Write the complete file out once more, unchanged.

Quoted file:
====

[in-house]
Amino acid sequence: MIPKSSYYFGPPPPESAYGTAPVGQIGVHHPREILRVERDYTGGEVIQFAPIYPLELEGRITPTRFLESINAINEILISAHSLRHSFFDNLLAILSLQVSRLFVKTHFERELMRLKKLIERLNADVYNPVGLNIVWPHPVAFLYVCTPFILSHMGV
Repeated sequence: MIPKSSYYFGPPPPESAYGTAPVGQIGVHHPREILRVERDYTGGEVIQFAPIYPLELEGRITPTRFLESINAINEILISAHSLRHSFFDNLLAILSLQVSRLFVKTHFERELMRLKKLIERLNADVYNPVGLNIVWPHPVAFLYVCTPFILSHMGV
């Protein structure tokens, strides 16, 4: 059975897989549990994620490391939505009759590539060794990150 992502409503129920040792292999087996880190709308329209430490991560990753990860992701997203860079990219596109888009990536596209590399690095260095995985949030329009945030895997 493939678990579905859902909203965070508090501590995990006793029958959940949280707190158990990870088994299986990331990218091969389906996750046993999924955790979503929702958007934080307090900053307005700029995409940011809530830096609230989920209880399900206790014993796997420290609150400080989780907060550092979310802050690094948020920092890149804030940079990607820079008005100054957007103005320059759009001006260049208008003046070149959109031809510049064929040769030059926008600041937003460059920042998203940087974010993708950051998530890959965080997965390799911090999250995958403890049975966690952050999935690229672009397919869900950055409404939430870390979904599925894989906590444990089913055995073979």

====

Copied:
[in-house]
Amino acid sequence: MIPKSSYYFGPPPPESAYGTAPVGQIGVHHPREILRVERDYTGGEVIQFAPIYPLELEGRITPTRFLESINAINEILISAHSLRHSFFDNLLAILSLQVSRLFVKTHFERELMRLKKLIERLNADVYNPVGLNIVWPHPVAFLYVCTPFILSHMGV
Repeated sequence: MIPKSSYYFGPPPPESAYGTAPVGQIGVHHPREILRVERDYTGGEVIQFAPIYPLELEGRITPTRFLESINAINEILISAHSLRHSFFDNLLAILSLQVSRLFVKTHFERELMRLKKLIERLNADVYNPVGLNIVWPHPVAFLYVCTPFILSHMGV
């Protein structure tokens, strides 16, 4: 059975897989549990994620490391939505009759590539060794990150 992502409503129920040792292999087996880190709308329209430490991560990753990860992701997203860079990219596109888009990536596209590399690095260095995985949030329009945030895997 493939678990579905859902909203965070508090501590995990006793029958959940949280707190158990990870088994299986990331990218091969389906996750046993999924955790979503929702958007934080307090900053307005700029995409940011809530830096609230989920209880399900206790014993796997420290609150400080989780907060550092979310802050690094948020920092890149804030940079990607820079008005100054957007103005320059759009001006260049208008003046070149959109031809510049064929040769030059926008600041937003460059920042998203940087974010993708950051998530890959965080997965390799911090999250995958403890049975966690952050999935690229672009397919869900950055409404939430870390979904599925894989906590444990089913055995073979």